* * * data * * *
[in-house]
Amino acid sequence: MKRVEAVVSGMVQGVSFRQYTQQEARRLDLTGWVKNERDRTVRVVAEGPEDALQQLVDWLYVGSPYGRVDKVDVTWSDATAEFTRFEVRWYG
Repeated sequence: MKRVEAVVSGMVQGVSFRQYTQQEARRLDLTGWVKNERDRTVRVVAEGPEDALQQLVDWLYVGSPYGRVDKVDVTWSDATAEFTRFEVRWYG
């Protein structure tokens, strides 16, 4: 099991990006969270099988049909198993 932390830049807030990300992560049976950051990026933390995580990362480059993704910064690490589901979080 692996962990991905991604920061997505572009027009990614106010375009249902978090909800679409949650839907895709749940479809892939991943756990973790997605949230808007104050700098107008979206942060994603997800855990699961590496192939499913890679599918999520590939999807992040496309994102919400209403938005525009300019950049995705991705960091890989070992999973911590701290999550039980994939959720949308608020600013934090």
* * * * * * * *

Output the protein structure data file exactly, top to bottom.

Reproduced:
[in-house]
Amino acid sequence: MKRVEAVVSGMVQGVSFRQYTQQEARRLDLTGWVKNERDRTVRVVAEGPEDALQQLVDWLYVGSPYGRVDKVDVTWSDATAEFTRFEVRWYG
Repeated sequence: MKRVEAVVSGMVQGVSFRQYTQQEARRLDLTGWVKNERDRTVRVVAEGPEDALQQLVDWLYVGSPYGRVDKVDVTWSDATAEFTRFEVRWYG
């Protein structure tokens, strides 16, 4: 099991990006969270099988049909198993 932390830049807030990300992560049976950051990026933390995580990362480059993704910064690490589901979080 692996962990991905991604920061997505572009027009990614106010375009249902978090909800679409949650839907895709749940479809892939991943756990973790997605949230808007104050700098107008979206942060994603997800855990699961590496192939499913890679599918999520590939999807992040496309994102919400209403938005525009300019950049995705991705960091890989070992999973911590701290999550039980994939959720949308608020600013934090």